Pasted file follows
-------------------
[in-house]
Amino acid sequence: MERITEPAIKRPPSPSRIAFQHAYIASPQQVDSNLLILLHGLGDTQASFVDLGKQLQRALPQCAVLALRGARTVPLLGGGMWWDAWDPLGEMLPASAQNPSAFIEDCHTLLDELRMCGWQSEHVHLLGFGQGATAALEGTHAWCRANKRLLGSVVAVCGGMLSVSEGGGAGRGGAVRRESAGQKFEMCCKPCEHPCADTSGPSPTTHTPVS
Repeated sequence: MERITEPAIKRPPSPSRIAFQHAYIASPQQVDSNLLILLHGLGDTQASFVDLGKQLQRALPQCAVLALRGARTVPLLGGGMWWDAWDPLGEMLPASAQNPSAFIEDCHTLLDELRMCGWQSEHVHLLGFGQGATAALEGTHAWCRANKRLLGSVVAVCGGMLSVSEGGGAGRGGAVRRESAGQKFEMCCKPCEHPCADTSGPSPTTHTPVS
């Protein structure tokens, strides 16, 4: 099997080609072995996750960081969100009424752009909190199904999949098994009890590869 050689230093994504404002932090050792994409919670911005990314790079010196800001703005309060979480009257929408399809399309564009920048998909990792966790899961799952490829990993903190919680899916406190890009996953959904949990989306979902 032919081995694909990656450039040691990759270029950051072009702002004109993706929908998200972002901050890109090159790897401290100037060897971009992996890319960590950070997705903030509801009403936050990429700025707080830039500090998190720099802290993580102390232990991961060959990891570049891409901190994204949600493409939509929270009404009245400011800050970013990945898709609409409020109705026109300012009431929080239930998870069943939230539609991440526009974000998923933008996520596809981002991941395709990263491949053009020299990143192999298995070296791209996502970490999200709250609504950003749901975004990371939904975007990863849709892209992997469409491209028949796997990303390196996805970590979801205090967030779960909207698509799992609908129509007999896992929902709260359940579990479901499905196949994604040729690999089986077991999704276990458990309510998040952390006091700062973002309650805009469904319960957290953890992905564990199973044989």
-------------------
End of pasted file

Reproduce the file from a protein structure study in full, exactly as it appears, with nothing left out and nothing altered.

[in-house]
Amino acid sequence: MERITEPAIKRPPSPSRIAFQHAYIASPQQVDSNLLILLHGLGDTQASFVDLGKQLQRALPQCAVLALRGARTVPLLGGGMWWDAWDPLGEMLPASAQNPSAFIEDCHTLLDELRMCGWQSEHVHLLGFGQGATAALEGTHAWCRANKRLLGSVVAVCGGMLSVSEGGGAGRGGAVRRESAGQKFEMCCKPCEHPCADTSGPSPTTHTPVS
Repeated sequence: MERITEPAIKRPPSPSRIAFQHAYIASPQQVDSNLLILLHGLGDTQASFVDLGKQLQRALPQCAVLALRGARTVPLLGGGMWWDAWDPLGEMLPASAQNPSAFIEDCHTLLDELRMCGWQSEHVHLLGFGQGATAALEGTHAWCRANKRLLGSVVAVCGGMLSVSEGGGAGRGGAVRRESAGQKFEMCCKPCEHPCADTSGPSPTTHTPVS
């Protein structure tokens, strides 16, 4: 099997080609072995996750960081969100009424752009909190199904999949098994009890590869 050689230093994504404002932090050792994409919670911005990314790079010196800001703005309060979480009257929408399809399309564009920048998909990792966790899961799952490829990993903190919680899916406190890009996953959904949990989306979902 032919081995694909990656450039040691990759270029950051072009702002004109993706929908998200972002901050890109090159790897401290100037060897971009992996890319960590950070997705903030509801009403936050990429700025707080830039500090998190720099802290993580102390232990991961060959990891570049891409901190994204949600493409939509929270009404009245400011800050970013990945898709609409409020109705026109300012009431929080239930998870069943939230539609991440526009974000998923933008996520596809981002991941395709990263491949053009020299990143192999298995070296791209996502970490999200709250609504950003749901975004990371939904975007990863849709892209992997469409491209028949796997990303390196996805970590979801205090967030779960909207698509799992609908129509007999896992929902709260359940579990479901499905196949994604040729690999089986077991999704276990458990309510998040952390006091700062973002309650805009469904319960957290953890992905564990199973044989």